Lease of Premises Agreements

Something all sports and recreation organizations should review

Most sports and recreation associations lease office space. Lease agreements contain numerous insurance and risk management considerations that must be addressed up front before entering into the lease or reviewed after the fact if the lease has already been entered into. It’s customary for the landlord to require the tenant to carry the following types of insurance policies to protect the interests of the landlord:

  • General Liability in the amount of $1,000,000 combined single limits to protect against bodily injury, property damage, personal injury, advertising injury, and damage to premises of others in the amount of $300,000. It’s usually required that the landlord be named as an additional insured.
  • Property insurance may be required to protect the replacement cost value of tenant’s improvements, contents, and sometimes building (in the event of a net lease) under the “special perils” coverage form. On occasion, it is required that earthquake and flood insurance be carried. Also, the tenant may be required to insure the glass against breakage and the heating, air conditioning, electrical, and plumbing systems against mechanical breakdown. If this is the case, the Property policy of the tenant must be endorsed to specifically provide coverage for glass and mechanical breakdown.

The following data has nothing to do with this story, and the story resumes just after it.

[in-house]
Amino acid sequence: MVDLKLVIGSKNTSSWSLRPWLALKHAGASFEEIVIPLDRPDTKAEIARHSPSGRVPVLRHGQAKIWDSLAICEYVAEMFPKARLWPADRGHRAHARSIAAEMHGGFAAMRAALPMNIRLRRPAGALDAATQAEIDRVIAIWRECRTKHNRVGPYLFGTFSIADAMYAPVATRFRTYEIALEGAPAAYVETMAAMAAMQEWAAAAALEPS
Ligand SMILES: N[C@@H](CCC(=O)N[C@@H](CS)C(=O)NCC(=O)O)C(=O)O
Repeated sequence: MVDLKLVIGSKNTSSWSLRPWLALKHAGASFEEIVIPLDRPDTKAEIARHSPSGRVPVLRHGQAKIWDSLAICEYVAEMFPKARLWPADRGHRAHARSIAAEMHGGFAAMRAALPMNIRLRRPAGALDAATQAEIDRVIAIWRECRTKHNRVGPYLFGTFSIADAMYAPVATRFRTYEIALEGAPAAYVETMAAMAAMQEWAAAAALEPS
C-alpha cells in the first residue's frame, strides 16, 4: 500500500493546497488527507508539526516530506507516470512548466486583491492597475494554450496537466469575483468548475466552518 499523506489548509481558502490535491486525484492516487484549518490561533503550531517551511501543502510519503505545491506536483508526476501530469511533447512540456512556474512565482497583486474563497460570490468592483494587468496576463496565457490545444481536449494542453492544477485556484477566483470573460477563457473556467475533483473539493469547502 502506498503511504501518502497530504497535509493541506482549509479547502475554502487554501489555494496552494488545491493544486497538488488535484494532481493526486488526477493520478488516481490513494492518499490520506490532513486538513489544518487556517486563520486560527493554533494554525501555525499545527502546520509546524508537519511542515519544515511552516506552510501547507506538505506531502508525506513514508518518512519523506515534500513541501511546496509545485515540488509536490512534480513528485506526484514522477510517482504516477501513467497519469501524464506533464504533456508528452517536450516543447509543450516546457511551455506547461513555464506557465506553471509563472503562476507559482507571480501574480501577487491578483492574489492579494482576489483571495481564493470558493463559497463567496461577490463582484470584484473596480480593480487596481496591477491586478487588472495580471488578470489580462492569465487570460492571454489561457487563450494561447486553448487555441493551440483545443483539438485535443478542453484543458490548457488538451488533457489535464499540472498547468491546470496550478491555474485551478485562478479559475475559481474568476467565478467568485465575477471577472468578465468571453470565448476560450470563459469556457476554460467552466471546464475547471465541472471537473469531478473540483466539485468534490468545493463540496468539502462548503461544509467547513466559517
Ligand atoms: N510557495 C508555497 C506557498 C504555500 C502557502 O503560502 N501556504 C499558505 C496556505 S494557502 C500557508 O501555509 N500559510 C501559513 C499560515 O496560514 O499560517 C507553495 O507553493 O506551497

In the spirit of efficiency and reciprocity, most well-written leases should contain a waiver of subrogation clause. This means that both parties agree that if their property insurance company pays the claim, that the insurance company will waive its subrogation (or lawsuit) rights against the other party in order to recoup the loss. Sadler & Company can provide the sample wording for this provision.

Most well-written leases will also contain an indemnification/hold harmless provision whereby each of the parties agrees to assume the liability and legal defense cost of the other party for lawsuits arising out of each party’s own negligence. In many cases, since the landlord is the party in power, this provision is often heavy-handed in their favor and should be negotiated on a more reasonable basis.

So why should you care if your lease contains insurance requirements that you’re not meeting or unreasonable contractual liability assumptions through hold-harmless/indemnification agreements? These considerations don’t matter  – until a problem arises. And then it’s too late to do anything about them.

Within minutes, Sadler & Sports Recreation insurance can review your lease agreement and make recommendations based upon your unique situation. If you are interested in a no-obligation review, please call us at 800-622-7370.